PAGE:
Dexamethasone is used to treat conditions such as arthritis, blood/hormone/immune system disorders, allergic reactions, certain skin and eye conditions, breathing problems, certain bowel disorders, and certain cancers. It is also used as a test for an adrenal gland disorder (Cushing's syndrome).
This medication is a corticosteroid hormone (glucocorticoid). It decreases your body's natural defensive response and reduces symptoms such as swelling and allergic-type reactions.
OTHER USES: This section contains uses of this drug that are not listed in the approved professional labeling for the drug but that may be prescribed by your health care professional. Use this drug for a condition that is listed in this section only if it has been so prescribed by your health care professional.
This drug may also be used to prevent nausea and vomiting caused by cancer chemotherapy.
How to use DexPak Oral
Take this medication by mouth as directed by your doctor. Take with food or milk to prevent stomach upset. Take this medication by mouth with a full glass of water (8 ounces/240 milliliters) unless your doctor directs you otherwise. If you are using the liquid form of the medication, use a medication-measuring device to carefully measure the prescribed dose. Do not use a household spoon.
If you take this medication once daily, take it in the morning before 9 AM. If you are taking this medication every other day or on another schedule besides a daily one, it may help to mark your calendar with a reminder.
The dosage and length of treatment are based on your medical condition and response to therapy. Your doctor may attempt to reduce your dose slowly from time to time to minimize side effects.
Use this medication regularly in order to get the most benefit from it. To help you remember, take it at the same time(s) each day. It is important to continue taking this medication even if you feel well. Follow the dosing schedule carefully, and take this medication exactly as prescribed.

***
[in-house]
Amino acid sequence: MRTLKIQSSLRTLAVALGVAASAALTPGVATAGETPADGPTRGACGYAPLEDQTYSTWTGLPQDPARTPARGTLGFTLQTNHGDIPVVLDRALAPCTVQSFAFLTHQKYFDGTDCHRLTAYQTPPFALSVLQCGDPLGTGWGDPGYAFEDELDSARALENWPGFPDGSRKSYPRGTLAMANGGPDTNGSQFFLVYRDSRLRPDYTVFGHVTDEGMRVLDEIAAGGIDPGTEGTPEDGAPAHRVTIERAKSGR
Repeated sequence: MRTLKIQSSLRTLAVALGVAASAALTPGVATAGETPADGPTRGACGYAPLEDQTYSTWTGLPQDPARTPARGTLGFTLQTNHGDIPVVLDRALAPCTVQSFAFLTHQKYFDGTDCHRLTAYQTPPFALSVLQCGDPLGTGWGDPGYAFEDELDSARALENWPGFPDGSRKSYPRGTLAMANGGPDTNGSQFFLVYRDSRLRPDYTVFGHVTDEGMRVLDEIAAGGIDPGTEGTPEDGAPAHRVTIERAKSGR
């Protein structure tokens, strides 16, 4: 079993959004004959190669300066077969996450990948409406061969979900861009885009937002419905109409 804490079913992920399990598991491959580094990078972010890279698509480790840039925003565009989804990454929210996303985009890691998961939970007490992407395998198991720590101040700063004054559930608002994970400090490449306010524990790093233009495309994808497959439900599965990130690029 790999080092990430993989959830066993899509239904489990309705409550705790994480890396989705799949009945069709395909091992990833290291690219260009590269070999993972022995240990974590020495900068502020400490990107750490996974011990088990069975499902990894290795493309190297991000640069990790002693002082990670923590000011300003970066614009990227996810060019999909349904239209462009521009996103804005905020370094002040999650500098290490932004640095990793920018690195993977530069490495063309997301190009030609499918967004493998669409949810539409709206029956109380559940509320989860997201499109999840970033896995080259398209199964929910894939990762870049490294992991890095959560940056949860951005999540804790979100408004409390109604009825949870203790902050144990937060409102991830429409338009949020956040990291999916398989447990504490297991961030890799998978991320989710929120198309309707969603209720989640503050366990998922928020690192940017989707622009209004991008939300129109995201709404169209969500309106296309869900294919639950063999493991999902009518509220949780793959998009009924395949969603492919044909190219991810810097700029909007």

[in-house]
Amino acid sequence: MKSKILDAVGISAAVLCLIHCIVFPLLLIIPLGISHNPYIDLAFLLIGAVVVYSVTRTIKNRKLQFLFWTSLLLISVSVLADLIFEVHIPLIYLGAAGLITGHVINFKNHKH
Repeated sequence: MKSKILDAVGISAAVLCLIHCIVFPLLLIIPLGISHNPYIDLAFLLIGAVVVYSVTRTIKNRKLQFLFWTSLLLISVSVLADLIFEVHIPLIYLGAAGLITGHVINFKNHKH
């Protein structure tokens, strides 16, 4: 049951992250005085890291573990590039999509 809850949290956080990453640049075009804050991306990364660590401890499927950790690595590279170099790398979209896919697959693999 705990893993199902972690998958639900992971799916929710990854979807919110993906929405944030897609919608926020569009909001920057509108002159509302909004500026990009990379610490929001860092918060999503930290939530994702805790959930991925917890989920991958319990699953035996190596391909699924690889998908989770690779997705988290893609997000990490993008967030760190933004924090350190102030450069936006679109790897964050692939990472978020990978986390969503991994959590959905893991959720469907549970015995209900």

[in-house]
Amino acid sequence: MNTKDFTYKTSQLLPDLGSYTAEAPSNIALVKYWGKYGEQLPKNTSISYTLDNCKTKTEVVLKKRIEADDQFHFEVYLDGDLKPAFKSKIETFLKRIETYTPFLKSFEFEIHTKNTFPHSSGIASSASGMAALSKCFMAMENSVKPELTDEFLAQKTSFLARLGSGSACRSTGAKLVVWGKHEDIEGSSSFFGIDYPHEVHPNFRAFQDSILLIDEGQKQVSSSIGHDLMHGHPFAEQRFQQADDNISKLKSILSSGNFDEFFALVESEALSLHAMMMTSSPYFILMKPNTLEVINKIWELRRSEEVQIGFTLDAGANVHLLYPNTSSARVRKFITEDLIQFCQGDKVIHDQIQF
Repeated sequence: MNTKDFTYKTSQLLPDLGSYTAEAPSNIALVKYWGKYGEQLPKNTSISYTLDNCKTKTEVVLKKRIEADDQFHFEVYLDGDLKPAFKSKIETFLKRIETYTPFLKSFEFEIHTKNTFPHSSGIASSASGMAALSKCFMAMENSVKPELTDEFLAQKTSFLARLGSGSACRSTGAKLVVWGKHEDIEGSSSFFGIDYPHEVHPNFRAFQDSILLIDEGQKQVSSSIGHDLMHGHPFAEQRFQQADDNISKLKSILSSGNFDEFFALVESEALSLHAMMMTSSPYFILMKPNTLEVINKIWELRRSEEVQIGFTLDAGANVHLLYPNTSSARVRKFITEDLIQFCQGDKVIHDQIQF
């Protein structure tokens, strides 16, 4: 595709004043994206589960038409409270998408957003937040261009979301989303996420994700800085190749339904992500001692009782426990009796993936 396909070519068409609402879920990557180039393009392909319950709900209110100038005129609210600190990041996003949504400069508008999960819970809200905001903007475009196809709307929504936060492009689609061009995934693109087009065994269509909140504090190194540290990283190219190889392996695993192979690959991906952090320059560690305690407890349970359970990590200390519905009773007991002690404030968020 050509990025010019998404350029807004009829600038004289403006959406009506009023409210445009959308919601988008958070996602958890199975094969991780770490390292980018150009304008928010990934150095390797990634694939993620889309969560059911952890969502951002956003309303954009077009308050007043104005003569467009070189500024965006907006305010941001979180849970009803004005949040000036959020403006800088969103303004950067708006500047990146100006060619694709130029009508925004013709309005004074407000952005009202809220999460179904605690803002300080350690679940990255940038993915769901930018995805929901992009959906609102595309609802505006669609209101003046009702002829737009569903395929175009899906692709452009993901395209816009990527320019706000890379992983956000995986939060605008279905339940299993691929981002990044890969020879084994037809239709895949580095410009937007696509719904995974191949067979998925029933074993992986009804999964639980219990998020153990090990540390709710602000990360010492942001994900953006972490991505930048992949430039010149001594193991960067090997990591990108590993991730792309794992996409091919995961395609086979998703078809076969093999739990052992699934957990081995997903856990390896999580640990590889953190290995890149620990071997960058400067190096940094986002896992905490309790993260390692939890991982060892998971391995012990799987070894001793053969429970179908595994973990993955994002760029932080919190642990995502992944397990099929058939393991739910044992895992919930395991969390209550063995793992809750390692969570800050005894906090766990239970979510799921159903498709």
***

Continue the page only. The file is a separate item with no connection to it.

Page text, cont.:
Do not stop taking this medication without consulting your doctor. Some conditions may become worse when this drug is suddenly stopped. Your dose may need to be gradually decreased.
Inform your doctor if your condition does not improve or worsens.
Stomach upset, headache, dizziness, menstrual changes, trouble sleeping, increased appetite, or weight gain may occur. If any of these effects persist or worsen, notify your doctor or pharmacist promptly.
Remember that your doctor has prescribed this medication because he or she has judged that the benefit to you is greater than the risk of side effects. Many people using this medication do not have serious side effects.
Tell your doctor immediately if any of these unlikely but serious side effects occur: signs of infection (e.g., fever, persistent sore throat), bone/joint pain, increased thirst/urination, fast/slow/irregular heartbeat, eye pain/pressure, heartburn, black stools, vomit that looks like coffee grounds, puffy face, swelling of the ankles/feet, stomach/abdominal pain, pain/redness/swelling of arms/legs, tiredness, mental/mood changes (e.g., depression, mood swings, agitation), unusual hair/skin growth, muscle pain/cramps, weakness, easy bruising/bleeding, slow wound healing, thinning skin, seizures.
A very serious allergic reaction to this drug is rare. However, seek immediate medical attention if you notice any symptoms of a serious allergic reaction, including: rash, itching/swelling (especially of the face/tongue/throat), severe dizziness, trouble breathing.
This is not a complete list of possible side effects. If you notice other effects not listed above, contact your doctor or pharmacist.
Before taking dexamethasone, tell your doctor or pharmacist if you are allergic to it or to other corticosteroids (e.g., prednisone) or to propylene glycol (in the liquid form of this product) or if you have any other allergies.
This medication should not be used if you have certain medical conditions. Before using this medicine, consult your doctor or pharmacist if you have: active fungal infections.
Before using this medication, tell your doctor or pharmacist your medical history, especially of: other infections (e.g., tuberculosis, herpes), kidney disease, liver disease, mental/mood conditions (e.g., psychosis, anxiety, depression), low blood minerals (e.g., low potassium/calcium), thyroid disease, stomach/intestinal problems (e.g., ulcer, ulcerative colitis, diverticulitis, unexplained diarrhea), high blood pressure, heart problems (e.g., congestive heart failure, recent heart attack), diabetes, eye diseases (e.g., cataracts, glaucoma, herpes infection of the eye), brittle bones (osteoporosis), history of blood clots.
This medication may mask signs of infection or put you at greater risk of developing very serious infections. Report any injuries or signs of infection (e.g., persistent sor